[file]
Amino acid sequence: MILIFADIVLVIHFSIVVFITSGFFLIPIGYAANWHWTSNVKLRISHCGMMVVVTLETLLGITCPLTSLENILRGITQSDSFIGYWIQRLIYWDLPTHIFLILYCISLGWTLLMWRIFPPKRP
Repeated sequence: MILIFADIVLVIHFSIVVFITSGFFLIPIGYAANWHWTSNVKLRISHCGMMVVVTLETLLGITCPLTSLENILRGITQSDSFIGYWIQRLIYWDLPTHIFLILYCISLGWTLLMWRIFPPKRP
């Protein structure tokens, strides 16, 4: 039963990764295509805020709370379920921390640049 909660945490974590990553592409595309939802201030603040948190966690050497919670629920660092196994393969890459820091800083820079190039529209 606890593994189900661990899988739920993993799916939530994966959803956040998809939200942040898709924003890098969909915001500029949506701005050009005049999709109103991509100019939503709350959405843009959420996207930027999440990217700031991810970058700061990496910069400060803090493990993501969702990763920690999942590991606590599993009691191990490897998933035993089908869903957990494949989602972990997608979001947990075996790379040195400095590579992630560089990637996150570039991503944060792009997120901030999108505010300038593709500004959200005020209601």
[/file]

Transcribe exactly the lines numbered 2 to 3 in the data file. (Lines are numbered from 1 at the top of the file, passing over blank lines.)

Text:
Repeated sequence: MILIFADIVLVIHFSIVVFITSGFFLIPIGYAANWHWTSNVKLRISHCGMMVVVTLETLLGITCPLTSLENILRGITQSDSFIGYWIQRLIYWDLPTHIFLILYCISLGWTLLMWRIFPPKRP
């Protein structure tokens, strides 16, 4: 039963990764295509805020709370379920921390640049 909660945490974590990553592409595309939802201030603040948190966690050497919670629920660092196994393969890459820091800083820079190039529209 606890593994189900661990899988739920993993799916939530994966959803956040998809939200942040898709924003890098969909915001500029949506701005050009005049999709109103991509100019939503709350959405843009959420996207930027999440990217700031991810970058700061990496910069400060803090493990993501969702990763920690999942590991606590599993009691191990490897998933035993089908869903957990494949989602972990997608979001947990075996790379040195400095590579992630560089990637996150570039991503944060792009997120901030999108505010300038593709500004959200005020209601």